Aside from the brilliant combination of music and dancing, the cinematography is extraordinary. The large dance numbers are captivating thanks to the use of creative camera angles, movements and screen placement.

“Someone in the Crowd” features Mia and her three roommates, dressed in solid, bright colors. They convince Mia to attend a party and break off into a dance number which intertwines throughout the apartment. The camera zooms in and out of rooms, and in between, when traveling to the next room, all you see is a blur of a wall acting as a transition. The girls interact with the camera, scurrying in front as they move down a narrow hall. To add depth, the camera simultaneously comes to a halt as the girls stop dancing. This fast-paced and multi-directional movement creates a lively atmosphere.

The “Summer Montage / Madeline” scene employs similar techniques. As Mia enters the party, the people in the background freeze in mid expression. She then makes her way through a few dancing couples, who eventually fade behind her once she moves past them. Soft piano melodies accompany the fall of white “snow.” The camera is angled at her back, trailing slowly behind. As the party reaches its height, the camera takes position in the center of the pool. Now, the crowd gathers around the pool, singing and dancing in unison. The camera spins to capture the line of performers, and as the music speeds up, so does the whirling camera motion. (I would recommend people who are susceptible to motion sickness to close their eyes during this part.)

Once the camera spins in circles, a man jumps off the balcony above into the water. The camera then proceeds to dunk under the water and surface with the man. The scene blows my mind! It truly is a masterpiece.

The combination of visual elements along with a realistic story-line leaves viewers in awe. The audience can expect to feel light on their feet. The true success story is how love shared between Mia and Sebastian pushes each to pursue their dream careers. The passion Sebastian has for Jazz initiates Mia to find inspiration for acting from within. Tapping into this original source liberates Mia to perform without fear. Sebastian’s self-assurance encourages Mia to forget previous defeating moments.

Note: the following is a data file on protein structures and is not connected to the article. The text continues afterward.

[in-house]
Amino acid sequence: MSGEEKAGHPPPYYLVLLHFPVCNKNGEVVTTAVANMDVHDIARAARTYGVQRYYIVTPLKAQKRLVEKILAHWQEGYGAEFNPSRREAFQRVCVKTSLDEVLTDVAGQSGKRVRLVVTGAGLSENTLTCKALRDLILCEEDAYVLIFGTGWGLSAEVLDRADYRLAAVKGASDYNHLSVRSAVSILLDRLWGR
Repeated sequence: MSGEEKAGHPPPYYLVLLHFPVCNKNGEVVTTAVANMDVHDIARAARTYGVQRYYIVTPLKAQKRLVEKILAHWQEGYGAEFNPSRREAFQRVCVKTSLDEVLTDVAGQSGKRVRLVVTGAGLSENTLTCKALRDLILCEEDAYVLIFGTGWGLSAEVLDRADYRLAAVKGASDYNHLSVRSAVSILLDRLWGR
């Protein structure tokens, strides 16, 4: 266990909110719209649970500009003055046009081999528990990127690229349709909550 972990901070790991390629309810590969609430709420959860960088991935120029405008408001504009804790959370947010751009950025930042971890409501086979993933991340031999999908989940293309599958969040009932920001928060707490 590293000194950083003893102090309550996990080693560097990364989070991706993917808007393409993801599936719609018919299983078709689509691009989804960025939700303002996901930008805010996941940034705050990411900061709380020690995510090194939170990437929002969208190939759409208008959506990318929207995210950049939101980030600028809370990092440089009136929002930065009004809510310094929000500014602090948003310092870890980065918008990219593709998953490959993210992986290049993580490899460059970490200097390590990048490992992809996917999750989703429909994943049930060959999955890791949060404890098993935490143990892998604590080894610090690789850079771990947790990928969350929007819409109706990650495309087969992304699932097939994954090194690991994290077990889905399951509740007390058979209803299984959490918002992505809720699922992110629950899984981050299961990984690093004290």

Although some find the ending full of sorrow, I urge you to look past the result of their relationship and focus on what love was capable of accomplishing. Notice how the colors symbolize the stages of their intimacies. When they first meet at the dinner club, they both wear a dark blue. This dark blue represents their initial love, a love that is forever-new and restoring. Later on, at the climax of their relationship, the color green is the motif that represents times of uncertainty. They have dinner and reveal that their careers are taking off—off without each other. They grow apart and start individual lives. The last scene is the most important clue that their love never relinquished. This dark blue reappeared at the ending when Mia and her husband enter the jazz club called “Seb’s,” short for Sebastian. If you remember, Mia designed the logo, and after all these years, Sebastian has kept it. The blue from his sign gives the room a faint blue glow. The symbolic way color is used suggests that love was never lost or left behind, but it evolved with changing times.


Overall, the charisma of “La La Land” won my heart over; it truly is a modern-day classic, one that restores hope in the pursuit of discovering self purpose.


EDITORS NOTE: Mia’s job was mistakenly labelled as “bartender” and was changed to “barista” on January 24.